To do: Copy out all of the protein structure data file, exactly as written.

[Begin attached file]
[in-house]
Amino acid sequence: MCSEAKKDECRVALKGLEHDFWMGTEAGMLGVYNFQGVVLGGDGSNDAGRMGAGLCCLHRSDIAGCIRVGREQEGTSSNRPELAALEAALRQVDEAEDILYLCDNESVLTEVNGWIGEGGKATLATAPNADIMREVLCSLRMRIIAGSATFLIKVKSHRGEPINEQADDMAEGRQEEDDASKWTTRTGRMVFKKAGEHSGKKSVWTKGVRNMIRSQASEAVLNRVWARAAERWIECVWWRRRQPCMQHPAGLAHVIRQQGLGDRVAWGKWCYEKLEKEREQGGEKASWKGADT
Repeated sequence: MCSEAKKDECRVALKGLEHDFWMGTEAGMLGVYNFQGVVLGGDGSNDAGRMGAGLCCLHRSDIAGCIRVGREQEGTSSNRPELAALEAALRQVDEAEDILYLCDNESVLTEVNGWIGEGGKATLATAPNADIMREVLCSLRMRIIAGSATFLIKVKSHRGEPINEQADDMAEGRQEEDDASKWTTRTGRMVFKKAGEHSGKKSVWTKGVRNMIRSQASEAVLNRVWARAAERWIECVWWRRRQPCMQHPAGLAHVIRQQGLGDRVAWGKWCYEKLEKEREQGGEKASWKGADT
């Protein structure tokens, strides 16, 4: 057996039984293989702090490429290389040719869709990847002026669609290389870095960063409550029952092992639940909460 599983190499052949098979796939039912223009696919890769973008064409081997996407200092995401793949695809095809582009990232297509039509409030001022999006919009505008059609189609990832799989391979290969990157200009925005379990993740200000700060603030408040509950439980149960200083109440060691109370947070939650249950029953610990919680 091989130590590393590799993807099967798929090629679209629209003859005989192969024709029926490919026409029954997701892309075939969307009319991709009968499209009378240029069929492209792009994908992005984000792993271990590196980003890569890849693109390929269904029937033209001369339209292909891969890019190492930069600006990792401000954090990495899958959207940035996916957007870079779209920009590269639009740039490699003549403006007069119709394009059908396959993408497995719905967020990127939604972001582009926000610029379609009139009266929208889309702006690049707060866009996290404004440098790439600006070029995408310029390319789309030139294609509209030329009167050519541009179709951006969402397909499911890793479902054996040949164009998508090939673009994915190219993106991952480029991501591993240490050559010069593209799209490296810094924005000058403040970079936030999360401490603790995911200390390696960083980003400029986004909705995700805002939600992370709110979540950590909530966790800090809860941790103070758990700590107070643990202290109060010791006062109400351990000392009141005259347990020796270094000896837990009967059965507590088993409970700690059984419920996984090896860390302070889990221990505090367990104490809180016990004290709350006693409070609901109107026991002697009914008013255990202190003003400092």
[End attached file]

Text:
[in-house]
Amino acid sequence: MCSEAKKDECRVALKGLEHDFWMGTEAGMLGVYNFQGVVLGGDGSNDAGRMGAGLCCLHRSDIAGCIRVGREQEGTSSNRPELAALEAALRQVDEAEDILYLCDNESVLTEVNGWIGEGGKATLATAPNADIMREVLCSLRMRIIAGSATFLIKVKSHRGEPINEQADDMAEGRQEEDDASKWTTRTGRMVFKKAGEHSGKKSVWTKGVRNMIRSQASEAVLNRVWARAAERWIECVWWRRRQPCMQHPAGLAHVIRQQGLGDRVAWGKWCYEKLEKEREQGGEKASWKGADT
Repeated sequence: MCSEAKKDECRVALKGLEHDFWMGTEAGMLGVYNFQGVVLGGDGSNDAGRMGAGLCCLHRSDIAGCIRVGREQEGTSSNRPELAALEAALRQVDEAEDILYLCDNESVLTEVNGWIGEGGKATLATAPNADIMREVLCSLRMRIIAGSATFLIKVKSHRGEPINEQADDMAEGRQEEDDASKWTTRTGRMVFKKAGEHSGKKSVWTKGVRNMIRSQASEAVLNRVWARAAERWIECVWWRRRQPCMQHPAGLAHVIRQQGLGDRVAWGKWCYEKLEKEREQGGEKASWKGADT
């Protein structure tokens, strides 16, 4: 057996039984293989702090490429290389040719869709990847002026669609290389870095960063409550029952092992639940909460 599983190499052949098979796939039912223009696919890769973008064409081997996407200092995401793949695809095809582009990232297509039509409030001022999006919009505008059609189609990832799989391979290969990157200009925005379990993740200000700060603030408040509950439980149960200083109440060691109370947070939650249950029953610990919680 091989130590590393590799993807099967798929090629679209629209003859005989192969024709029926490919026409029954997701892309075939969307009319991709009968499209009378240029069929492209792009994908992005984000792993271990590196980003890569890849693109390929269904029937033209001369339209292909891969890019190492930069600006990792401000954090990495899958959207940035996916957007870079779209920009590269639009740039490699003549403006007069119709394009059908396959993408497995719905967020990127939604972001582009926000610029379609009139009266929208889309702006690049707060866009996290404004440098790439600006070029995408310029390319789309030139294609509209030329009167050519541009179709951006969402397909499911890793479902054996040949164009998508090939673009994915190219993106991952480029991501591993240490050559010069593209799209490296810094924005000058403040970079936030999360401490603790995911200390390696960083980003400029986004909705995700805002939600992370709110979540950590909530966790800090809860941790103070758990700590107070643990202290109060010791006062109400351990000392009141005259347990020796270094000896837990009967059965507590088993409970700690059984419920996984090896860390302070889990221990505090367990104490809180016990004290709350006693409070609901109107026991002697009914008013255990202190003003400092």